10 Tips for Back to School Safety During COVID-19 Coronavirus

Whether your child is heading back to school for in-person learning, a mix of in-person and online learning, or virtual learning, it’s essential to teach them how to stay safe, especially during the COVID-19 coronavirus pandemic. Our emergency preparedness, safety, and security experts created a list of 10 tips for back to school safety during COVID-19:


1. Teach children how to wear a mask properly

Give children time to get used to wearing a mask for prolonged periods. Children learn best by watching their caregivers, and the Inquirer says, “The best way to teach a child to wear a mask is to set a good example — wear your own mask when out in public and don’t complain. Let your child choose a mask and practice wearing it at home, for instance, while watching a favorite television show.” Explain the importance of mask-wearing in an age-appropriate manner and let children know that they help stop the spread of germs when they are wearing a mask.


2. Review and practice new safety and hygiene protocols

Since the onset of COVID-19, taking preventative health and safety measures has never been more critical. Although we’ve been teaching our children to wash their hands for at least 20 seconds, sneeze into the crook of their arm, social distance at least six feet, and not to share toys with their peers, it’s an excellent idea to re-teach these concepts and practice them with children before and during the first month of school.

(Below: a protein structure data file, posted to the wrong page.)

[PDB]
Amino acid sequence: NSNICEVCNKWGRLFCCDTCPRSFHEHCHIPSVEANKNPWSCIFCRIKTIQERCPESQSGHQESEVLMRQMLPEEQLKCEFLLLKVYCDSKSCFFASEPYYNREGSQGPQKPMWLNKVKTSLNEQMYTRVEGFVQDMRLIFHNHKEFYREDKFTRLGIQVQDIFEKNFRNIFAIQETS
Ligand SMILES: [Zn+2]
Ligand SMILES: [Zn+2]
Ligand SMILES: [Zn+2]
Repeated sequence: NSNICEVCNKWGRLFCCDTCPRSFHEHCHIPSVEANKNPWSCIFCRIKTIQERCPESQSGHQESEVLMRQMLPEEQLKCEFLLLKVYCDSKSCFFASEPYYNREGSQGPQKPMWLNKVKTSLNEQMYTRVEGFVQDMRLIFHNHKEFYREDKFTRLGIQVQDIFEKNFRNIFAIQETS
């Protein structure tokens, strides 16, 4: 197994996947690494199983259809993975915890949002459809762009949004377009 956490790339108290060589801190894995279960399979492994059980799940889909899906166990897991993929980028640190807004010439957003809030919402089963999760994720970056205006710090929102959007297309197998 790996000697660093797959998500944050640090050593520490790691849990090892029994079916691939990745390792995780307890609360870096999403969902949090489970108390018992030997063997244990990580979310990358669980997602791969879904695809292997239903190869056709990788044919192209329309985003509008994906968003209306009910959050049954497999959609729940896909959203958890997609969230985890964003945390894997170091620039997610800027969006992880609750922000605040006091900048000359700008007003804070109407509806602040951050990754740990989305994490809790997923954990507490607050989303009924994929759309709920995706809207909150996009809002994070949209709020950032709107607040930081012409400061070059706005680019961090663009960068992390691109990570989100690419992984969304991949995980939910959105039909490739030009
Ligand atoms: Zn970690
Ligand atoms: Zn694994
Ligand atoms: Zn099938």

3. If your child is symptomatic, keep her home and call your pediatrician right away

The CDC says that these are the most common symptoms of COVID-19 in children:

  • Fever

  • Fatigue

  • Headache

  • Myalgia

  • Cough

  • Nasal congestion or rhinorrhea

  • New loss of taste or smell

  • Sore throat

  • Shortness of breath or difficulty breathing

  • Abdominal pain

  • Diarrhea

  • Nausea or vomiting

  • Poor appetite or poor feeding

If your child is experiencing any of these symptoms, keep her home and away from other family members in your house. Call your pediatrician instead of visiting an urgent care clinic, which could cause unnecessary exposure to the coronavirus. For returning to school or child care, the CDC says, “A negative test or doctor’s note should not be required for return to school upon completion of the 10 days of isolation with the improvement of symptoms.”


4. Establish a healthy routine

Many children are learning virtually, or through a hybrid model this school year, so it’s essential for families to establish healthy routines to keep children mentally and physically well:

  • Keep the same bedtime and wake up time as if your child was physically going to school

  • Have children brush their teeth, get dressed and wash up as if they were attending school

  • Keep mealtimes the same

  • Establish set times for recess or free play

  • Engage in activities that encourage exercise and physical fitness

  • Maintain a healthy and nutritious diet

  • Set aside time to check on your child’s mental health and wellbeing

  • Limit distressing television news stories

5. Teach children about bullying and internet safety

Because most children won’t be fully monitored online during the day, the risk of cyberbullying increases. Safewise says, “Understand what cyberbullying is, where and how it happens, and how to spot it. Explain that online bullies can act friendly at first and encourage your child to be on the lookout for any interactions that make them feel bad, scared, or sad.” Parents should also go an extra step and download software that can help identify cyberbullying. “Place the computer in a common room and monitor all screen time. Use a shared email account, and if you let kids interact on social media, make sure you have full access to manage their accounts. Parental control software is another great way to stay in the know,” Safewise suggests.